If it does not, look into the inexpensive Xonar Ds, which can handle DTS Connect encoding for real time output of 5.1 surround.
Anything more expensive would be a total waste as they focus on analogue quality and your receiver is doing all the DAC work....
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January 28, 2010 2:51:16 PM

outlw6669 said:
...look into the inexpensive Xonar Ds, which can handle DTS Connect encoding for real time output of 5.1 surround. ...


Thing is, that card only does DTS and not Dolby, and it has only optical SPDIF and not coaxial. Just a heads-up so the OP can check his receiver first for compatibility.
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January 28, 2010 3:00:16 PM

That is correct, DTS Connect only, no DDL Encoding.
Should not be an issue though.
I have never seen a semi recent Onkyo receiver that could not decode DTS.
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January 29, 2010 3:05:32 PM

asus is better then creative in every way, sound quality??? asus wins

drivers??? asus wins.... SNR?? THM?? IMD??? asus wins

...HANDS DOWN

im biased and im gonna mke it clear, asus wins over creative.
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January 29, 2010 3:23:41 PM

^^ I'm not disagreeing...still, Auzentech gives them a good run for your money.
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January 29, 2010 4:04:38 PM

As does HT|Omega....

Yes, ASUS' Xonar line is top notch but there still is a little competition here ;) 
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January 31, 2010 5:42:50 AM

Sound cards do matter in the sense that it's less work for the CPU, thus it can use the free time to focus on other processes, so-to-speak. :D 
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January 31, 2010 10:03:17 AM

Not so much as you might think...
Modern multicore CPU's are quite powerful and using a few % of an unused core's untapped potential will have no effect on system performance.
To be sure, ALL sound cards, dedicated or onboard, will use some CPU cycles.
Taking a look Here, or at the available slides, will demonstrate.

Tested with a stock E6700 under Windows XP (best case scenario for Creative's X-Fi chip).
Does the onboard codec lose, sure but it still does not use excessive resources.
With a newer CPU, you will see even lower usage (more/faster cores).






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February 9, 2010 11:19:05 PM

Best answer selected by jkapernicus.
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February 15, 2010 4:07:20 PM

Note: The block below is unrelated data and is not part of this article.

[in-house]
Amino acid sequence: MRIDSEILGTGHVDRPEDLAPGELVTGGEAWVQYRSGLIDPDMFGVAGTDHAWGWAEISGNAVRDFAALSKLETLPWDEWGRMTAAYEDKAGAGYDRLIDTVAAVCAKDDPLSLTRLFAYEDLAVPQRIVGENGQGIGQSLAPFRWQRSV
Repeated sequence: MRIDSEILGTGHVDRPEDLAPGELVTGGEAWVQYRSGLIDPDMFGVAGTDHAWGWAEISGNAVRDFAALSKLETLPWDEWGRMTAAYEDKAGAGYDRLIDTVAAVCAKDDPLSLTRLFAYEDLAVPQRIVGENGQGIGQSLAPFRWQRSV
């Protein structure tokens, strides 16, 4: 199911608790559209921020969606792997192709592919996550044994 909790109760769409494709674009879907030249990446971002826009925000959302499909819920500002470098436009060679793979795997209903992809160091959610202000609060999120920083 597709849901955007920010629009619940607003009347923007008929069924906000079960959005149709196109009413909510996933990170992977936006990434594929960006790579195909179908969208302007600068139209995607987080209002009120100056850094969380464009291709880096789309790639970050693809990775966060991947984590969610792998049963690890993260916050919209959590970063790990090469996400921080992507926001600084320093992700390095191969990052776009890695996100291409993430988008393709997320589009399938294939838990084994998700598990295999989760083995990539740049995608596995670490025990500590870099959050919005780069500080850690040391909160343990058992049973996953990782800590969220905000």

gamerk316 said:
^^ I'm not disagreeing...still, Auzentech gives them a good run for your money.



Have to jump in. Whilst the hardware and features of the auzentech cards are good, their x-fi chipset card (forte, prelude, x-fi hd, etc) drivers are based on creative drivers further modified by auzentech.
This means that if you find the waiting time for updated drivers for creative cards ridiculous, you'll be waiting the same amount of time + a few months for the auzentech drivers to be updated.
Case in point is the Windows 7 drivers. The Auzentech drivers were last updated July 09. They are still buggy and can (and will) cause BSOD's and game crashes. Creative have just got around to updating their drivers, you'll be waiting even longer for auzentech to update theirs.
If you're going to get a sound card then you should really go for the asus based ones. Whilst Asus have had a bad reputation (ok, not as bad as creatives) in the past for providing timely driver updates, at least they appear to be on the ball with the Windows 7 soundcard drivers and have provided several updates since the official Windows 7 release. Auzentech are still on the beta drivers from beforehand and creative have only just released an updated one.
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February 15, 2010 4:49:21 PM

Hellboy said:
Creative Soundcards are the standard which everyone recognises...

I dont think this company will be around for much longer...


The problem is that the software produced for these cards has been as buggy as hell... really is a poor show from creative and really have not pushed the format further...

9.1 comes out soon so that will need some processing power.... Realtek on board uses processing power compared to a proper sound card but the speed difference is negligable